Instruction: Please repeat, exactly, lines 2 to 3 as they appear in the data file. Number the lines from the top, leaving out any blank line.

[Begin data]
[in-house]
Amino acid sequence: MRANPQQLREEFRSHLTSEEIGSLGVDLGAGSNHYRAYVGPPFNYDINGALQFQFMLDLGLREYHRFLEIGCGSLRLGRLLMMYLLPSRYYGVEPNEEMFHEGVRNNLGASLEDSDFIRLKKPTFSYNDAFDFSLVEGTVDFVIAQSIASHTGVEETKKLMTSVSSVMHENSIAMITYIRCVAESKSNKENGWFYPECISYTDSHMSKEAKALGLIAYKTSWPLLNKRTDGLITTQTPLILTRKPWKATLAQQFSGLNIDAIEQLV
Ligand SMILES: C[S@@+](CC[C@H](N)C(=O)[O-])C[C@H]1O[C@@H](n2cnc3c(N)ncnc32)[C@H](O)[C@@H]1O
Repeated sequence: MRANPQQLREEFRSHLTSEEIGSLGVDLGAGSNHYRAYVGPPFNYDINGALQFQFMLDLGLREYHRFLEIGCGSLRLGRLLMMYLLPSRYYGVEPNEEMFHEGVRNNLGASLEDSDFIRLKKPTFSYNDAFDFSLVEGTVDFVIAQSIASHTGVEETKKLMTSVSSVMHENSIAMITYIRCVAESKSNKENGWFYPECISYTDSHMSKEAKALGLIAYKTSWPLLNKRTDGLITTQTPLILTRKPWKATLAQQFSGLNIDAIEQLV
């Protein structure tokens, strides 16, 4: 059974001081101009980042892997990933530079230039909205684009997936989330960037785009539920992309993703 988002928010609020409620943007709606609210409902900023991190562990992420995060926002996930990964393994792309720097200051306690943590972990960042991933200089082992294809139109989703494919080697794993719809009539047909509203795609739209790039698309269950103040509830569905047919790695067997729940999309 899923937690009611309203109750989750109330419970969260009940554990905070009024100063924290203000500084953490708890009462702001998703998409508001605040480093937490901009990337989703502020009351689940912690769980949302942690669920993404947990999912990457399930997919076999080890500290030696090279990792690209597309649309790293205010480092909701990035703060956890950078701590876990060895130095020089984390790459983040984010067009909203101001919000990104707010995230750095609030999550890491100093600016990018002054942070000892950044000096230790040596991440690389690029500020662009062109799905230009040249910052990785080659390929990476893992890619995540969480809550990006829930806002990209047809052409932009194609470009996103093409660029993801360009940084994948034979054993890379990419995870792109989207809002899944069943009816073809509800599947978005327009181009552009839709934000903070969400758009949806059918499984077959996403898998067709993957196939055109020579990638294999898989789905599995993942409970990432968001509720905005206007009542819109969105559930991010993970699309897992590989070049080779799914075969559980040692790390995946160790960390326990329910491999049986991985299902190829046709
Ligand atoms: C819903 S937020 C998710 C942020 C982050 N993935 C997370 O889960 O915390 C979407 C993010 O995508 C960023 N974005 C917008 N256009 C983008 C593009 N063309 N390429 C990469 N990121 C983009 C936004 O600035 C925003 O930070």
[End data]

Amino acid sequence: MRANPQQLREEFRSHLTSEEIGSLGVDLGAGSNHYRAYVGPPFNYDINGALQFQFMLDLGLREYHRFLEIGCGSLRLGRLLMMYLLPSRYYGVEPNEEMFHEGVRNNLGASLEDSDFIRLKKPTFSYNDAFDFSLVEGTVDFVIAQSIASHTGVEETKKLMTSVSSVMHENSIAMITYIRCVAESKSNKENGWFYPECISYTDSHMSKEAKALGLIAYKTSWPLLNKRTDGLITTQTPLILTRKPWKATLAQQFSGLNIDAIEQLV
Ligand SMILES: C[S@@+](CC[C@H](N)C(=O)[O-])C[C@H]1O[C@@H](n2cnc3c(N)ncnc32)[C@H](O)[C@@H]1O